Wednesday, June 11, 2008

Little Falls gets new police chief

LITTLE FALLS –  The city of Little Falls has a new chief of police, as Michael Masi was appointed to the position Monday night.

The Little Falls Police & Fire Board unanimously voted in favor of granting Masi a 26-week probationary appointment as the city’s police chief.

Mayor Bob Peters said that after the probationary period is completed, Masi’s appointment will become permanent, if the board so chooses.

Masi first came to the Little Falls Police Department in 1992, and attained the rank of sergeant in 1997.

He was appointed to serve as the department’s assistant chief of police in 2004.

“I believe that because of his work ethic, devotion and dedication to the police department the board made the right decision,” said Peters. “I am confident that Michael will be able to run the department, and he brings with him some good ideas and ideas on how to save the city money.”

One couple spoke out against Peters' appointment. The Diodatis filed suit against the city, the police department and three of its officers, including Masi, in 2004.   Donna Diodati claimed her civil rights were violated as a result of how she was treated in a 2003 incident involving her grandson. The defendants were exonerated in court.

“I ask that the board consider all of the factors before making a decision,” said Diodati. “The chief of police is a critical appointment, and one that reflects upon the entire city. We do not want someone in this position who will fly off the handle, but rather someone who is rational.”

The board cited Masi’s professionalism and record of service to the city as factors in naming him police chief.

“I am sure he will continue to do a good job for us,” said Police & Fire Board member Mark Feane.

Oswego school chief named superintendent in Mass.

OSWEGO – Superintendent of Oswego Schools, David Fischer, was named to the top spot in the Bellingham, Mass. School district during Tuesday’s board meeting in Bellingham. Fischer was in Massachusetts to accept the position.

Teacher is being called a hero

IRONDEQUOIT – Victor Ingrassia’s first attempt at using CPR in a real-life situation was a good one. He’s being credited with saving the life of a teen who nearly drowned Sunday afternoon.

Ingrassia, of Irondequoit, was walking near the pier on Irondequoit Bay by Seabreeze Amusement Park around 4:30 p.m. with his wife and daughter. He was standing by the outlet bridge when he heard a woman shouting for help.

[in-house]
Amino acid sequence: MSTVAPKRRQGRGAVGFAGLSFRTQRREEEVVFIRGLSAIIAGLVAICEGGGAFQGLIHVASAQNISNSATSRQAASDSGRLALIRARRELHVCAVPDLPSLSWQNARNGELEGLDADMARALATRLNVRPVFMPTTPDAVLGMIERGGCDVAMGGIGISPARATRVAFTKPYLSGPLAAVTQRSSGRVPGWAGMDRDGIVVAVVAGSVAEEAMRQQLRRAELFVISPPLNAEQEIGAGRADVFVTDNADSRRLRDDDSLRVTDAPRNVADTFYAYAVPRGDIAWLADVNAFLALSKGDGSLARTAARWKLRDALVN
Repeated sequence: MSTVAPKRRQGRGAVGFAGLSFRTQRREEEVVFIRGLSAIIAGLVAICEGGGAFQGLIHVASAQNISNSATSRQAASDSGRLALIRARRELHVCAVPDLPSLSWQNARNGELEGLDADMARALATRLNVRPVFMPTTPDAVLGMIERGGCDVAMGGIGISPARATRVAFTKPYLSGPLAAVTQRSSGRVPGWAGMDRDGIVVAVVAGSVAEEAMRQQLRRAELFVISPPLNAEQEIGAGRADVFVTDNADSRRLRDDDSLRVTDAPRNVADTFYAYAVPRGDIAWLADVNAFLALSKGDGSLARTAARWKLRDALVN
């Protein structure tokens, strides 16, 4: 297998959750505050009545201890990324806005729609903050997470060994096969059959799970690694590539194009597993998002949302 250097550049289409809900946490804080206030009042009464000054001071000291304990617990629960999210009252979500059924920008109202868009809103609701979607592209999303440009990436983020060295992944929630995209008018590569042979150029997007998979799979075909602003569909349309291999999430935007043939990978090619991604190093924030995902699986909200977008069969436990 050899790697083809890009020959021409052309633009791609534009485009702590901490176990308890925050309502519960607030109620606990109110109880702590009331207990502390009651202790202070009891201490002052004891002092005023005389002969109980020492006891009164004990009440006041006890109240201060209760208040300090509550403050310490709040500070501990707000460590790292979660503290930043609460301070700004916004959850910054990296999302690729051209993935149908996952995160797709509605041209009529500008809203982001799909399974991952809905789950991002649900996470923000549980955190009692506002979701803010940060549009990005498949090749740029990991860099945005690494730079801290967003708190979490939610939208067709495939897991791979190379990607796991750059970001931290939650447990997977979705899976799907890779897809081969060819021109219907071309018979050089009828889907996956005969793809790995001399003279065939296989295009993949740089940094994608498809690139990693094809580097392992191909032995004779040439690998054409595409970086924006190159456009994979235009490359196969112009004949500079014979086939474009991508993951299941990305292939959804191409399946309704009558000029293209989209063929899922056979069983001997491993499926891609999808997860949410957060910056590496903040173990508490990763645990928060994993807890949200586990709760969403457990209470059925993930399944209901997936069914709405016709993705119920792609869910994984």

“I quickly ran down to see where she was and she said there was somebody drowning down at the end of the bridge there,” Ingrassia, 40, said.

He said the teen was bobbing in the water and he knew he was in trouble. As he got closer, Ingrassia noticed a second person in the water. That person was trying to pull the teen out, he said.

“As he turned him over, I noticed that he was unconscious. He didn’t look too good and I knew that I needed to get to him pretty quick,” Ingrassia said.

 Ingrassia jumped in, helped carry the teen out, and started CPR.

“Initially he was not breathing. His lips were very blue. His eyes had rolled back and his mouth was open,” he said. It didn’t look good.

He kept up the compressions and the boy started to choke and cough — a good sign, he said. He moved the victim onto his side so water would drain from his lungs.

Within 10 minutes, paramedics had arrived and took over. Because the area is full of rocks, it was difficult to get the victim out of the area, Ingrassia said. He helped the paramedics get the victim onto the backboard. By then, he was conscious, smiling, and “very thankful,” Ingrassia said.

Joshua Monroe, 17, of Rochester, was transported to Strong Hospital by volunteers from Irondequoit’s Sea Breeze Fire Department, Helfer said.

Ingrassia, a physical education teacher at Pine Brook Elementary School in Greece, said he’s required to have first aid and CPR training. He’s also a certified lifeguard. He’s never used his training before, but says he’ll be really prepared if he has to again after Sunday’s events.

The results were even more meaningful, Ingrassia said, because two others drowned on Sunday. A man died in the Erie Canal in Spencerport and a boy died in Glenwood Lake in Medina, N.Y.